Sometimes Your Instincts Are Wrong

My birthday falls on St. Patrick’s Day. This would be fantastic if I were the sort of person who enjoys the many drunken activities that police officers file under the category of “disorderly conduct.” Maybe I’m just getting old, but St. Patrick’s Day seems to get less fun each year as more and more people have taken it as an excuse for binge drinking. It feels like one big frat party now. Ordinarily I’m insulated from the holiday by my annual trips to South by Southwest, where everyone is too busy listening to bands to get mercilessly hammered, or even notice that March 17th is a holiday.

So it was with some reluctance that I went downtown to Little Rock’s River Market (epicenter of public drinking) on St. Patrick’s Day to see my old college chum Hayes Carll play a show at Rev Room. It was a good show as usual, but I was really tired after a long day (friend’s wedding at which I was an usher/golf cart driver and then cousin’s BBQ afterward) so I left a little early. Walking back toward the Clinton Library where I had parked my rental car, I came up behind a girl having some trouble walking. She would veer into the wall of the Courtyard Hotel and rebound. I passed her, and I was about to round the last corner to the Clinton Library when I looked back and saw her attempting to get into her car. Fortunately she had become temporarily trapped in the game of drop keys-pick up-keys-drop-phone-pick-up-phone-drop keys, which gave me the time to ask myself if I was going to let this happen. Was I going to walk away? My instincts said to let her fate play itself out by her actions, but after 36 years on this Earth, I’ve discovered that my first instincts are generally wrong.

So I talked to her. I asked her if she needed help or if she had anyone she could call for a ride. She said she had tried to call people but no one was picking up, and her brother had abandoned her about an hour before; she had no idea where he was and it was likely that he was even further gone than she was. Neither of us knew any cab phone numbers or anything, so I offered her a ride home.

Naturally, she lived in Conway (a half-hour drive for you non-Arkansans). To make her feel better about being driven home by a total stranger, I told her I was staying with my sister in Vilonia, so it wouldn’t be too far out of my way (my sister lives Jacksonville). I also said not to worry about the degree of the favor – I told her about my birthday and how I was accustomed to the services that St. Patrick’s Day often requires. So I helped her to my car and off we went.

I’ll leave out her name, but she was a 27-year-old single mother of a 5-year-old with a “douchebag” ex living in Mayflower. She had been working at a local healthcare facility but couldn’t continue there because she’d have had to work some night shifts. This would be impossible for her, as her uncooperative ex would not take his child for any longer than the agreed-upon two weekends per month (he was at least, it should be noted, a dutiful payer of child support). She was considering going back to school for nursing, but the single-parent-with-douchey-ex lifestyle made that tricky. She couldn’t rely on her parents’ assistance, as both of them had died within the last two years (father from alcoholism, mother from a heart attack). Also making her employment difficult was her 6-year probation sentence for “possession of an instrument of crime” (specifically, rolling papers – one of the most egregiously nebulous charges available to law enforcement). So at this point I realized that not only did I prevent the disastrous consequences of her having an accident, but I also prevented her from getting a DUI which would have further complicated her already unnecessarily complex life. Perhaps the most likely outcome for her situation, though, would have been her sitting alone, in the dark parking lot, underneath the freeway – also a scenario best avoided.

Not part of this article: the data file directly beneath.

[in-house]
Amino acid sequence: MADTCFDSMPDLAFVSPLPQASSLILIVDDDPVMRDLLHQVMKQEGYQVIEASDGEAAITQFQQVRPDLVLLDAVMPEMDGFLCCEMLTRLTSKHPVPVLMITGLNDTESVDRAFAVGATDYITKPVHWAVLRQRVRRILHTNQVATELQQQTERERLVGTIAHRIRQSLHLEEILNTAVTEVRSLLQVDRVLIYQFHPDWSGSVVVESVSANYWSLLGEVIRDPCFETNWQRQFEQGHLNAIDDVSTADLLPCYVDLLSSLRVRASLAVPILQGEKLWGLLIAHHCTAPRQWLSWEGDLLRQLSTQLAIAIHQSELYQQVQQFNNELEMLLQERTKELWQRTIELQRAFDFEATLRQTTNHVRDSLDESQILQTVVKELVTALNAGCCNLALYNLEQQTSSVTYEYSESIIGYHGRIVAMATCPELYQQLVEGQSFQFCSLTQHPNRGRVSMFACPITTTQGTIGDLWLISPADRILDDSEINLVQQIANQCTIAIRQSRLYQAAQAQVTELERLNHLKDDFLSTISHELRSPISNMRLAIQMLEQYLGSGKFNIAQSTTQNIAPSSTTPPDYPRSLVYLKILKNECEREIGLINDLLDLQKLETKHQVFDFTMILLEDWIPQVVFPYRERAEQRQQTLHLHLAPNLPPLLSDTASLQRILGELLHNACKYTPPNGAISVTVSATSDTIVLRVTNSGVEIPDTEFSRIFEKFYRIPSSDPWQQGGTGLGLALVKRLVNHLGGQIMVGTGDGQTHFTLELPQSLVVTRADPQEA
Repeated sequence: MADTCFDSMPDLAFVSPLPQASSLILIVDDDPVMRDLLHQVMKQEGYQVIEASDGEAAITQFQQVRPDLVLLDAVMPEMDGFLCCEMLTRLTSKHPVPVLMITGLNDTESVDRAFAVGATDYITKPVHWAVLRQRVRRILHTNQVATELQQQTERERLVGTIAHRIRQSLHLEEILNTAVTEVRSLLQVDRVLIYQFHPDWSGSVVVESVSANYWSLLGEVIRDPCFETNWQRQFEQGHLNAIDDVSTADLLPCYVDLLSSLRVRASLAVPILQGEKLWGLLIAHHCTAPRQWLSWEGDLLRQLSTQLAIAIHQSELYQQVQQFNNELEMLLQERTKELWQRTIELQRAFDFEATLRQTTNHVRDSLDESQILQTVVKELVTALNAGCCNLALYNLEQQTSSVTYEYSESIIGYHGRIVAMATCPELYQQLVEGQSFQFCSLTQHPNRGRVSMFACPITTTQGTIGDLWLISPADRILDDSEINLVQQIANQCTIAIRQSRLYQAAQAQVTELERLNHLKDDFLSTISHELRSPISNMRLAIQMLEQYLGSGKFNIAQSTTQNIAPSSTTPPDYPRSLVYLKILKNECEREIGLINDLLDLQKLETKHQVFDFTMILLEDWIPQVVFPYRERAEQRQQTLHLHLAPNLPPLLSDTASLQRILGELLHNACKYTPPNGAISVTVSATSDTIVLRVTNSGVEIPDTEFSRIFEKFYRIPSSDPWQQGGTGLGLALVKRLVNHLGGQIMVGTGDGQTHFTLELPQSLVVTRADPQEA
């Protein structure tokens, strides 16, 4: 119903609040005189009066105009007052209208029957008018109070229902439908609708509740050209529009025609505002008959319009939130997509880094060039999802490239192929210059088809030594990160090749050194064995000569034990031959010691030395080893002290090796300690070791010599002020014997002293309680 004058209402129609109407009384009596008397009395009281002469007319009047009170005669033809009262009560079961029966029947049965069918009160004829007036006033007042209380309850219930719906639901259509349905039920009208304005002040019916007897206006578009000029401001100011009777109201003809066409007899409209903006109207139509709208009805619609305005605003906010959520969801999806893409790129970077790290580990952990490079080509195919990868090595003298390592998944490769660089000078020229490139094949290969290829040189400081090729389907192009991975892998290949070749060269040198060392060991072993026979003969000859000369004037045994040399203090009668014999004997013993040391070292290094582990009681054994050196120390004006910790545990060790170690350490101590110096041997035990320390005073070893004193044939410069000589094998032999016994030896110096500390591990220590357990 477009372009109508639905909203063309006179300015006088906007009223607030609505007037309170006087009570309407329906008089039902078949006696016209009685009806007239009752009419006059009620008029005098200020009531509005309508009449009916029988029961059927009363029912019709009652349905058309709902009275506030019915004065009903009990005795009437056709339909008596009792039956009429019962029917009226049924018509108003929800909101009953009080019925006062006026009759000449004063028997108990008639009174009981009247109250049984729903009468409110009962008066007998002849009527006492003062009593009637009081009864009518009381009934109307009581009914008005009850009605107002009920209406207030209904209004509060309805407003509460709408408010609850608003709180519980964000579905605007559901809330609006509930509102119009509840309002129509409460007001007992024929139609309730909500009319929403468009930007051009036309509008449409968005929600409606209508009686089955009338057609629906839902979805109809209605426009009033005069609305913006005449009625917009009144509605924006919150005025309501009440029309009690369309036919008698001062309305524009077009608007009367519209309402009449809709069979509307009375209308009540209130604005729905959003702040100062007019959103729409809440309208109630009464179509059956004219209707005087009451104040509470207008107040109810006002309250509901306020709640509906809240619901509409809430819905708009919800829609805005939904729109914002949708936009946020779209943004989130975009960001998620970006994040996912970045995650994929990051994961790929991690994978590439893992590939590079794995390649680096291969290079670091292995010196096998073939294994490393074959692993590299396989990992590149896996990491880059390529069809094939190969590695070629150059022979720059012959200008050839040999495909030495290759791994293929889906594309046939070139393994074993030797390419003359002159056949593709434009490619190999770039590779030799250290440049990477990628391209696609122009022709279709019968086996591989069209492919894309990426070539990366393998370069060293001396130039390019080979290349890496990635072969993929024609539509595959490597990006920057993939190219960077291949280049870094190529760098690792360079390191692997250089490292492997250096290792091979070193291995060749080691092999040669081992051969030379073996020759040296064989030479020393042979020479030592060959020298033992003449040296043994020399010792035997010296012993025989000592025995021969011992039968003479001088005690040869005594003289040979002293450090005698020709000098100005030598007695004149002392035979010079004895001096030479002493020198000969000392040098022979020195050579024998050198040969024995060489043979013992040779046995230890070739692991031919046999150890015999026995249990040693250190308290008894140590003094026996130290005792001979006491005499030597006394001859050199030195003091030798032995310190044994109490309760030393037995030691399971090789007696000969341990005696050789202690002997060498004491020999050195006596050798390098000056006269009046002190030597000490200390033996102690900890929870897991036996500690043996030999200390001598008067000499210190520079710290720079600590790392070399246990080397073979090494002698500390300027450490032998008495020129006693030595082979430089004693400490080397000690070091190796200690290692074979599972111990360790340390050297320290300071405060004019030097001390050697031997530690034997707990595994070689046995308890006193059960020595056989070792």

She insisted she had not been this drunk in a very long time, as she only drank “once in a blue moon.” She seemed quite shamed by the situation. Her brother, a legitimate criminal miscreant on probation for terroristic threatening, had vanished during the evening’s festivities and eventually did call her; we were already as far as Morgan by then so he was SOL on getting home. Lesson learned: don’t go drinking in Little Rock if you live in Conway and haven’t planned for someone reasonably sober to get you home.

Additional important tip for this sort of thing: get your passenger’s address into your smart phone and map to it beforehand, just in case your passenger passes out. My fear early on was that I would be saddled with a sleeper. But she stayed coherent all the way back to her apartment in Conway, conveniently located close to the Hendrix campus so I didn’t have to worry about navigating any unfamiliar streets at night. I helped her to the door and she gave me a hug. She was probably as bewildered as I was that somebody would lend such a big hand to a total stranger.

Another St. Patrick’s Day, another year older, but for once I feel like I’ve actually grown a little. I’m generally a “no” person, so overcoming my instinct to leave things alone was a big step for me. I’m fairly certain I helped someone avoid a terrible fate, and an hourlong drive at 12 a.m. after a long day is a small price to pay for doing The Right Thing. Thanks, Saint Patrick, wherever you are.